People in vegetative states might answer questions by using their imaginations.
Posted Aug 10, 2017
I have the privilege of teaching psychology to university students, a privilege that is magnified when I teach PSYC 1, Introduction to Psychology, at UC Riverside. This past academic quarter, I had the honor of teaching this class to 571 students, one of whom came up with a brilliant idea. (Others may have had brilliant ideas, too, but didn't happen to tell me about them.)
The student was Maximiliano Abundez Toledo. Max’s idea came in response to a lecture, given early in the course, in which I described a study that tugs at students' (and my) heartstrings, much as it inspires scientific curiosity.
The study was published in Science magazine (Owen et al., 2006) and concerned a young woman who had suffered a terrible accident. The accident left her completely paralyzed. She was so profoundly incapacitated that she couldn't move a muscle. She couldn’t nod. She couldn’t shake her head. She couldn't even blink or squeeze her eyelids to signal agreement or disagreement with questions. “Do you want to listen to more music?" she might have been asked. No response. “Are you cold?" she might have been queried. Nothing. Yet her brain was alive, as shown by EEG recordings. The nature of her brain waves made it unclear, however, how clear-headed she was. From her EEGs and other measures, doctors attending to her couldn’t tell if she was conscious.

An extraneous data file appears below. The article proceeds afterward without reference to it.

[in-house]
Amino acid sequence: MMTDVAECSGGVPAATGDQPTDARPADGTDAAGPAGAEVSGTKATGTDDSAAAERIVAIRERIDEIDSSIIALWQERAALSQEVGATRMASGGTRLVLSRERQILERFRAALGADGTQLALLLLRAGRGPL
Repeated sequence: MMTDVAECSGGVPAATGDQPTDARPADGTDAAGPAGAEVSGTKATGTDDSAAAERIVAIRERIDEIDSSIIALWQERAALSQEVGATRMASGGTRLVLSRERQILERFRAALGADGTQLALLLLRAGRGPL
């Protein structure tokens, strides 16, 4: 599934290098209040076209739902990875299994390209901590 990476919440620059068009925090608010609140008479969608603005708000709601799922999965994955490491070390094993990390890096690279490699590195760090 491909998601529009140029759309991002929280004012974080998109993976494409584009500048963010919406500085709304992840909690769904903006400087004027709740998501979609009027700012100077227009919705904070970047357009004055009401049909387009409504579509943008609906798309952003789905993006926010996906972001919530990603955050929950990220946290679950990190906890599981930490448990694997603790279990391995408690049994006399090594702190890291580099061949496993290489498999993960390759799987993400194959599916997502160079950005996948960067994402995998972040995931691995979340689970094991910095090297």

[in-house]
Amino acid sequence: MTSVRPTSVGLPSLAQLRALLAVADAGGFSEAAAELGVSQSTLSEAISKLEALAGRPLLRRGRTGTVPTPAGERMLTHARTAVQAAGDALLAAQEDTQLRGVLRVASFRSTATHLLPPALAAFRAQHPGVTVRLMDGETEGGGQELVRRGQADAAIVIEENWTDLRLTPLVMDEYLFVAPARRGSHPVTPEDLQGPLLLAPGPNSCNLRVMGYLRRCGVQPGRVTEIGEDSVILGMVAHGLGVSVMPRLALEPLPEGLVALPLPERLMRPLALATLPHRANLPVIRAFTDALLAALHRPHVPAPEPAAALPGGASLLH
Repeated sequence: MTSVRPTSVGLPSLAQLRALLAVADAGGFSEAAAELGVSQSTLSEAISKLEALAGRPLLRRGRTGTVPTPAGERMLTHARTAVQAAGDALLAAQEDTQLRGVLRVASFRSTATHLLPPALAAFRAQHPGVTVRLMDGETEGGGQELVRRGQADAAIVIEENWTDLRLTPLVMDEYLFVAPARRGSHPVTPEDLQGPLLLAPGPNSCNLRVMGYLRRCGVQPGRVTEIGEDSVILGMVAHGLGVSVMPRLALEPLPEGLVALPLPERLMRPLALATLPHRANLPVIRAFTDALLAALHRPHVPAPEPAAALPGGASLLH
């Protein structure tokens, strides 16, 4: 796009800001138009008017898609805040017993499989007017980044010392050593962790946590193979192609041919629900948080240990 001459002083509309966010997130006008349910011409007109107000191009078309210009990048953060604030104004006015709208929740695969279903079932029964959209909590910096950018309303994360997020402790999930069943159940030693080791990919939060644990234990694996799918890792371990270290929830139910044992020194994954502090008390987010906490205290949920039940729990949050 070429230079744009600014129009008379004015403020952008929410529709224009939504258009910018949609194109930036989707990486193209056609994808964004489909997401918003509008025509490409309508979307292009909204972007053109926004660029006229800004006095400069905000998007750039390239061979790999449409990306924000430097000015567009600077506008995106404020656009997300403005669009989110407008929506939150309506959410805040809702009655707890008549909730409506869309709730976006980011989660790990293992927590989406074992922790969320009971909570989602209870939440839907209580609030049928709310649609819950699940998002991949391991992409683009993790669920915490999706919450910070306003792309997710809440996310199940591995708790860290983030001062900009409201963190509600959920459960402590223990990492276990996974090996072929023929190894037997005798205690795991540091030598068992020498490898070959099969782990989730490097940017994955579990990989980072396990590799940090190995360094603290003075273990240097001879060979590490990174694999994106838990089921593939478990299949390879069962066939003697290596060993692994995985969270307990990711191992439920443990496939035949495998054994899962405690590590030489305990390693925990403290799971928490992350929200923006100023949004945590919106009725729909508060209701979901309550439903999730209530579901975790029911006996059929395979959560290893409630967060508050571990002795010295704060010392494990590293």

In the Science paper, the authors described a procedure to probe the patient’s mental state. They put her in a scanner and asked her to imagine herself playing tennis, something she had done before. They also asked her to imagine herself walking through her house, which she had done as well. Different parts of her brain became activated when she engaged in the two kinds of imagery. Additionally and of special importance, the parts of her brain that became activated in the two imagery conditions were the same as the parts of the brain that became active in other individuals (all neurologically normal) when they engaged in the same mental acts. The implication was that the patient could understand spoken language and could carry out mental maneuvers suggested to her, essentially as well as others could. This implication was uplifting but also unsettling. Here was someone who was mentally alive but apparently locked in. Could something be done to help her?
Soon after I described this study, Max came to my office and told me he had an idea about a possible way of helping this patient and others like her. "What if," he said in so many words, "she was told to imagine herself playing tennis when she wanted to say yes and imagine herself walking through her house when she wanted to say no, or vice versa?"
I was stunned by the cleverness of Max’s idea and congratulated him on it. "That's a great idea," I exclaimed. Max blushed.